Last October, after an overwhelming strike vote by Real Canadian Superstore workers in Alberta, the UFCW infamously told them, “Ironically, the point of taking a strike vote is to attempt to avoid a strike.” The union then penned a diatribe against the workers, informing them that they had no chance of winning their demands for improved wages and benefits, and wound up the dispute with a rotten sellout contract.

The points made by the World Socialist Web Site in an article widely read by workers in Newfoundland and across Canada during the Dominion strike apply just as forcefully to the current job action at Metro. We wrote, “Although it represents tens of thousands of grocery workers across the country who confront similarly miserable working conditions, the union has done nothing to mobilize them in support of the strikers. Nor did it called on other unions, like the United Food and Commercial Workers, which also represents tens of thousands of grocery clerks, to support their fight. Instead, Unifor has isolated the militant Dominion workers on small picket lines, with the occasional visit from a regional or national official to boost morale.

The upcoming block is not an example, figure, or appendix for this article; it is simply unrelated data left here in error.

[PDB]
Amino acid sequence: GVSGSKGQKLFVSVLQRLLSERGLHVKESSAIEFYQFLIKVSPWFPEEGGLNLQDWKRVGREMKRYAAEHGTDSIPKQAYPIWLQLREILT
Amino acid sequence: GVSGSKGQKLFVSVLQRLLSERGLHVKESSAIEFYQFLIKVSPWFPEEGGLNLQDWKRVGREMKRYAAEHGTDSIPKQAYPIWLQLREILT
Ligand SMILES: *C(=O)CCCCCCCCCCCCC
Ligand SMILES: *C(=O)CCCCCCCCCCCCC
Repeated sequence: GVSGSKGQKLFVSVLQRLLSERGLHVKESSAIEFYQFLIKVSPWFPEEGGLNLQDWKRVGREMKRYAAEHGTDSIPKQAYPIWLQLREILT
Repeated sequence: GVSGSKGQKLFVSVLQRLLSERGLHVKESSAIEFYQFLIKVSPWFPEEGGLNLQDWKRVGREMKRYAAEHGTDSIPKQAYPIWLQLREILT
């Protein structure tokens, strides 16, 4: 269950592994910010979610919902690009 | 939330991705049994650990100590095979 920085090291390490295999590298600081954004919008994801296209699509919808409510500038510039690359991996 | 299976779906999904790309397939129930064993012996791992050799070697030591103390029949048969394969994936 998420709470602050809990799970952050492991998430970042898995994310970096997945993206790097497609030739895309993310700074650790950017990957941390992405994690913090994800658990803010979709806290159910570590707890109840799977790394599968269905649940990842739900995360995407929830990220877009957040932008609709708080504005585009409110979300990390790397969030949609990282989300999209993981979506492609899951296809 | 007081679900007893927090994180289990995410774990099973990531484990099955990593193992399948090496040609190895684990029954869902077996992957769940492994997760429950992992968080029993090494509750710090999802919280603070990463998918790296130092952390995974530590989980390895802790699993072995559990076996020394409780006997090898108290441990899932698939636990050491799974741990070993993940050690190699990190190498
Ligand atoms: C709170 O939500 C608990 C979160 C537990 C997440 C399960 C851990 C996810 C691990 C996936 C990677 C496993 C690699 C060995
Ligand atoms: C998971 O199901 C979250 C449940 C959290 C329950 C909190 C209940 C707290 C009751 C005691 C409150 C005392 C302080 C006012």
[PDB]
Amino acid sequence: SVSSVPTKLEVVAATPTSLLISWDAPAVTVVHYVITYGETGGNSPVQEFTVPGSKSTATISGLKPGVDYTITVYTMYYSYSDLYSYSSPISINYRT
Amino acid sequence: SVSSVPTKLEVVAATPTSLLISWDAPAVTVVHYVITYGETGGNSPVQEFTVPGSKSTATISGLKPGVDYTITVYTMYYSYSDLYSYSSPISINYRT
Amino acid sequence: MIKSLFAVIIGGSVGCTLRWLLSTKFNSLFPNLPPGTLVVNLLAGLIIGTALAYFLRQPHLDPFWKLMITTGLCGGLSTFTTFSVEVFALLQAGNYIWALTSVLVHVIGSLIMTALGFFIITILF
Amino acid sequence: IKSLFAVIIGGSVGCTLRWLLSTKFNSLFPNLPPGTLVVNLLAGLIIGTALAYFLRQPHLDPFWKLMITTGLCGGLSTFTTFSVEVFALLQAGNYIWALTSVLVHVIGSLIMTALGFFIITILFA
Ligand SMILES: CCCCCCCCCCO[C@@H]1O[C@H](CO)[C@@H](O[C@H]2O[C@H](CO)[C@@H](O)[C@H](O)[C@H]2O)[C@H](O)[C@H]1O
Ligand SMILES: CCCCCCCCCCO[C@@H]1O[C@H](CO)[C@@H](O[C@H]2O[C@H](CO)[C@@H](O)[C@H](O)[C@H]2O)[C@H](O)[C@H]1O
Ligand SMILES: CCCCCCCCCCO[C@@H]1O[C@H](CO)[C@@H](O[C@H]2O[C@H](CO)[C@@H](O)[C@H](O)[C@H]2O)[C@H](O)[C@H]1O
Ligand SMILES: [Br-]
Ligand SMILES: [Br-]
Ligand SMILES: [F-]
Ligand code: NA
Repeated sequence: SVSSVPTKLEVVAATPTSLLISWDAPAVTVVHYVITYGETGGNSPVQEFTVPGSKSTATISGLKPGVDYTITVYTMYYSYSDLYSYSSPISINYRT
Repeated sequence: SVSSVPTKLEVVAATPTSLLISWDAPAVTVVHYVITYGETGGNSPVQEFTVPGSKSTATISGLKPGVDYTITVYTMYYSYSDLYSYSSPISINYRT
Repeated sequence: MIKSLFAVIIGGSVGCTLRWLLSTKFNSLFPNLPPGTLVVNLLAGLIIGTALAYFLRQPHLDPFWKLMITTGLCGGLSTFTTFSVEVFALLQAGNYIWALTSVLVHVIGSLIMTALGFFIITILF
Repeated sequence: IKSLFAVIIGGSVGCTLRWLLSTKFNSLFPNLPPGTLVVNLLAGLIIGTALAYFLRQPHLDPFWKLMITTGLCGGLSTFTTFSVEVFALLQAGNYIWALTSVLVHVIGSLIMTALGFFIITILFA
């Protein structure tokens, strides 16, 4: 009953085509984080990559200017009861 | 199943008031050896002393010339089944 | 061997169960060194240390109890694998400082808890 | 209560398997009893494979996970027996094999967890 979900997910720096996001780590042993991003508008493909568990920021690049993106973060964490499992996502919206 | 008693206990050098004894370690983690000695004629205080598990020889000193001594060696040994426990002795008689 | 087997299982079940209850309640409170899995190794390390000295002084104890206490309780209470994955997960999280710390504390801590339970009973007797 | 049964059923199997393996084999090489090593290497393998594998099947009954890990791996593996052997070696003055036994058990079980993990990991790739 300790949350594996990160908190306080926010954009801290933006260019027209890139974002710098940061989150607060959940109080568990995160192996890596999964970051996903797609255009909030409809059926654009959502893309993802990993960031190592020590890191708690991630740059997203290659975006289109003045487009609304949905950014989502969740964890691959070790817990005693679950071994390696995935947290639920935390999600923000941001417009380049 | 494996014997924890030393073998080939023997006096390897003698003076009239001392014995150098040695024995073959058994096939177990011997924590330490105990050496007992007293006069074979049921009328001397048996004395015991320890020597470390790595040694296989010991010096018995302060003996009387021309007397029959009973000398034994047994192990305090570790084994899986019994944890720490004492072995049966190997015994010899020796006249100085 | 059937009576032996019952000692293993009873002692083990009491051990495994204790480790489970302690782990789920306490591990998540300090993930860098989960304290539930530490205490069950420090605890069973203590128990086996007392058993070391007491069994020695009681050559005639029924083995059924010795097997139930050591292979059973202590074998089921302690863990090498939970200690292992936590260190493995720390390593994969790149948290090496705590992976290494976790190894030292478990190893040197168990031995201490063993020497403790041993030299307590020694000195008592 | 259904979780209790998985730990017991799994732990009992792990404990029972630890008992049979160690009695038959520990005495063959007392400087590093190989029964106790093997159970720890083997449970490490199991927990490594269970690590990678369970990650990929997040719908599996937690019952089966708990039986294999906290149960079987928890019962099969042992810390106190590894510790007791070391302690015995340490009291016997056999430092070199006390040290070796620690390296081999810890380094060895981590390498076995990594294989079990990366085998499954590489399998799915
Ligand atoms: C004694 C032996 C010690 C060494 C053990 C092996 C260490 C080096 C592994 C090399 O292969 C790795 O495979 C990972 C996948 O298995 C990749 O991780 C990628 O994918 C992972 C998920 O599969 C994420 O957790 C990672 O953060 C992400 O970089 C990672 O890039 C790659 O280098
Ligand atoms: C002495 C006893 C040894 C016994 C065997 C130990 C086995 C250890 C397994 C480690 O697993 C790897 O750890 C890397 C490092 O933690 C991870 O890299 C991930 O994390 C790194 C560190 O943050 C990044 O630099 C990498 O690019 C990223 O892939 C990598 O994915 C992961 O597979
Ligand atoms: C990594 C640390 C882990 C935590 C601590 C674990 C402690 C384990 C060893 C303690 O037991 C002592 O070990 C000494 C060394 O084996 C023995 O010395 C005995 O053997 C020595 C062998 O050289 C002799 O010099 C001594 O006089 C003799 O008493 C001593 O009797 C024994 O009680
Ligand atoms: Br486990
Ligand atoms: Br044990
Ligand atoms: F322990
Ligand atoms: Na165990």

“This is not a question of union incompetence, but of a deliberate policy aimed at smothering any working class movement against low wages, social inequality, and the fabulous enrichment of the super-rich…Unifor and the rest of the pro-capitalist union bureaucracy are determined to block any social opposition among working people that could disrupt its corporatist partnership with the big business federal Liberal government and the heads of corporate Canada.”